Monday, October 16, 2006

FamilySearch and Ancestry - what is coming?

After I posted yesterday about the new Ancestry Member Trees database, I got to thinking - I remembered hearing something very similar from the LDS/FHL/FamilySearch earlier this month - see the discussion of the Deseret News article here.

The new and improved Ancestry and Family Search user-submitted databases sound almost the same, don't they?

Then I thought about the LDS/FHL/FamilySearch announcement several months ago about digitizing the images on all the microfilms and microfiches that are in the LDS vaults, which are accessible through the Family History Library or rental at Family History Centers. The questions I have about the LDS/FHL digitizing include:

1) Census records? American, Canadian, British? Every name index, linked to the images?
2) Vital records? Every name indexed? Only those already filmed?
3) Land, tax and probate records? Every name indexed (or just the grantor, grantee, testator)? Only those already filmed?
4) Newspaper records? Every name indexed? Which ones - only those already filmed?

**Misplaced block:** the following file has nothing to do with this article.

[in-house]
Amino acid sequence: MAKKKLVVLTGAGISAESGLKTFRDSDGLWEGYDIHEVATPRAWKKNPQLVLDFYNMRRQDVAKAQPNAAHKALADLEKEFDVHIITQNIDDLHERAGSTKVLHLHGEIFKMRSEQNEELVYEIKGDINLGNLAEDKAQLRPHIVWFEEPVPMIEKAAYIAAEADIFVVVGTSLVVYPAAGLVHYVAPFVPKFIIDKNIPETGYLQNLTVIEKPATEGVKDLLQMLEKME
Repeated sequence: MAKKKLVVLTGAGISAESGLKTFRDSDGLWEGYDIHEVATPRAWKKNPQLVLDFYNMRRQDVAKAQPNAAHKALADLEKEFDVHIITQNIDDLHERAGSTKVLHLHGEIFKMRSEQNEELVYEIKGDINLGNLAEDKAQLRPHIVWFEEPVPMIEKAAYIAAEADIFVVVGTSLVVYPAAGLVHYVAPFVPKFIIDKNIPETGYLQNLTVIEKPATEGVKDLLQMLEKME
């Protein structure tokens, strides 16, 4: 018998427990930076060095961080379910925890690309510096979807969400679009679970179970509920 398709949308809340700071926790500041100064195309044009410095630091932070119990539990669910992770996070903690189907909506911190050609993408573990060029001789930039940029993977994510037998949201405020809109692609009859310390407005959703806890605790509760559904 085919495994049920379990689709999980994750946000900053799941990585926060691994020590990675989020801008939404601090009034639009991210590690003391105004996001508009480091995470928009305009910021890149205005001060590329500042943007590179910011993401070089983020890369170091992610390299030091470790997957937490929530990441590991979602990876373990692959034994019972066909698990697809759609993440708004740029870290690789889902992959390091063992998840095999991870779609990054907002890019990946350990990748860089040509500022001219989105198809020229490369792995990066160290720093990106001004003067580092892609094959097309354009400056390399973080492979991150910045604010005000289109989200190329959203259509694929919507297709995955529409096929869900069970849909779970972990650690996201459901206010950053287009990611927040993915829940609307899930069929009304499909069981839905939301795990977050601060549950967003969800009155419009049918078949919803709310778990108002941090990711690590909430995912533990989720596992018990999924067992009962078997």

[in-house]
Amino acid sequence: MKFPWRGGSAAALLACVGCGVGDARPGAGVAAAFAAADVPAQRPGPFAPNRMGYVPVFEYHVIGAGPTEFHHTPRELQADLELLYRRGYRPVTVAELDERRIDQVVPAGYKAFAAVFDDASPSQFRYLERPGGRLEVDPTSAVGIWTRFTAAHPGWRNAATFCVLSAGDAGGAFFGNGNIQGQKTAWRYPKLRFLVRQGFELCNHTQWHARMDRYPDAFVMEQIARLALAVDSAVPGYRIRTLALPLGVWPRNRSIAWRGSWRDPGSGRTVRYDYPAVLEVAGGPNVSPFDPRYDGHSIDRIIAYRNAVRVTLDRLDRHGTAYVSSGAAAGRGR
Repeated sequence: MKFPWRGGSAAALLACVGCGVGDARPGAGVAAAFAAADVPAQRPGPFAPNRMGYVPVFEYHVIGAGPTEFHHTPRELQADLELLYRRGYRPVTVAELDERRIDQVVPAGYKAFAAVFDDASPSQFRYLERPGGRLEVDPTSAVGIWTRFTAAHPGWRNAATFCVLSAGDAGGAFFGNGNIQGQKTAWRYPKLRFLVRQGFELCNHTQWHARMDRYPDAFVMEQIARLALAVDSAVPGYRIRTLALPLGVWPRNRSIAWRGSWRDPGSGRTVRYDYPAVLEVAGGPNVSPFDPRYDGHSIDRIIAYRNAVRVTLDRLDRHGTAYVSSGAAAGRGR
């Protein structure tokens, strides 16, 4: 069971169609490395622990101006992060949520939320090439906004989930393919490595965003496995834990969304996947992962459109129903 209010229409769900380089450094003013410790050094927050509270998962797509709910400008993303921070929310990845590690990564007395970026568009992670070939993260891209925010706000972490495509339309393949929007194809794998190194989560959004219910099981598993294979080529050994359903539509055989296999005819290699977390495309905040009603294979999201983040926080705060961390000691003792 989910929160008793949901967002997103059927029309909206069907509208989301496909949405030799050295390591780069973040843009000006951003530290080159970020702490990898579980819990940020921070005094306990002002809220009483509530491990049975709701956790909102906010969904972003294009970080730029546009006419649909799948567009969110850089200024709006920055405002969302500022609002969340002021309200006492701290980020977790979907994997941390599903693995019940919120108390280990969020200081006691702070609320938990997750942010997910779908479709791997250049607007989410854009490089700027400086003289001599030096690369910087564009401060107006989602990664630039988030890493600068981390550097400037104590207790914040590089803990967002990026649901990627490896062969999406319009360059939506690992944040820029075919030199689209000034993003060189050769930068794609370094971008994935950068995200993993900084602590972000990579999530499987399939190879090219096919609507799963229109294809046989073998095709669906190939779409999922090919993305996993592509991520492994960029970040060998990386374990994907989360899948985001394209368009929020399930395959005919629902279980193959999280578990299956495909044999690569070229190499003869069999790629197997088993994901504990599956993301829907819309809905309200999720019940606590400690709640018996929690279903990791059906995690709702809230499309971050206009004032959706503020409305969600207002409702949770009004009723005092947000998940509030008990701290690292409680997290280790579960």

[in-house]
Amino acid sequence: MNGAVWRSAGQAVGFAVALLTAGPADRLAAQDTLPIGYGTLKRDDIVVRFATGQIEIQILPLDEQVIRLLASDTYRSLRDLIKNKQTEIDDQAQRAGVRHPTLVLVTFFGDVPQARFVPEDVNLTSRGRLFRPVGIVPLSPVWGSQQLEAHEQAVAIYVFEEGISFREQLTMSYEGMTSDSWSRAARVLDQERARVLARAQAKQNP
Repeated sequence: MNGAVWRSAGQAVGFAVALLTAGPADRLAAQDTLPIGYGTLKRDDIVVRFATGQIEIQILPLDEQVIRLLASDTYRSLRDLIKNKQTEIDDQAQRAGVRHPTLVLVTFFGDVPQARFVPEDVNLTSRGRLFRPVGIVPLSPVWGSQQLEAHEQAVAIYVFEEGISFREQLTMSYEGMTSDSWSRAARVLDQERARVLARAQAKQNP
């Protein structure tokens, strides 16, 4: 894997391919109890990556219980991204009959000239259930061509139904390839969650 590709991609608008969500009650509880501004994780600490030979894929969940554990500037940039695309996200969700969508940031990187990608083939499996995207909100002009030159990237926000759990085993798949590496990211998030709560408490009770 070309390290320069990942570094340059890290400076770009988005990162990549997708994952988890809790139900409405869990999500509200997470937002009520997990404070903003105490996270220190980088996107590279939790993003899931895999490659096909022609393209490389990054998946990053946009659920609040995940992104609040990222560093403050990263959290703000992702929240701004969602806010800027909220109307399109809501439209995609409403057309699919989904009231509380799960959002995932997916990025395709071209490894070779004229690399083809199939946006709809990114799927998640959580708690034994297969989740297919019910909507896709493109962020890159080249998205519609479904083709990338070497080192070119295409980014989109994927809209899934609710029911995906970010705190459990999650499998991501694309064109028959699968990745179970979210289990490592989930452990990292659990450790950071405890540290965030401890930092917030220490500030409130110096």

5) Military records? Every name indexed, or only the soldier/sailor? Only the ones already filmed? Linked to images? All pages of RevWar pension files?
6) Bible records, personal records, manuscripts, church records? Many are on film or fiche.
7) Immigration, passenger lists, naturalization records, etc? Indexed? Linked?
8) Town records, County records, state records? Indexed? Linked?

I've left out quite a few subject areas in my list above, but you get the idea.

If the LDS/FHL digitized and indexed all of the data on the films and fiches, wouldn't that be essentially most of what Ancestry currently has online for a subscription? I assume that Ancestry won't sit still while this happens...perhaps they would concentrate on records not already filmed by the LDS/FHL but are in the public domain.

I'm just a researcher, and a fairly satisfied user of the LDS/FHL films and fiches, the site, and I look forward to having more documents online and the search process being easier. However, I'm fairly sure that the problems observed on Ancestry and HQO with reading handwriting, transcribing and indexing will remain in all digital databases.

The research resources, and the tools we use to access them, will change over time, and researchers will have to adapt to the new resources and methods. One of my favorite sayings is that "Not all change is progress, but progress only happens through change."

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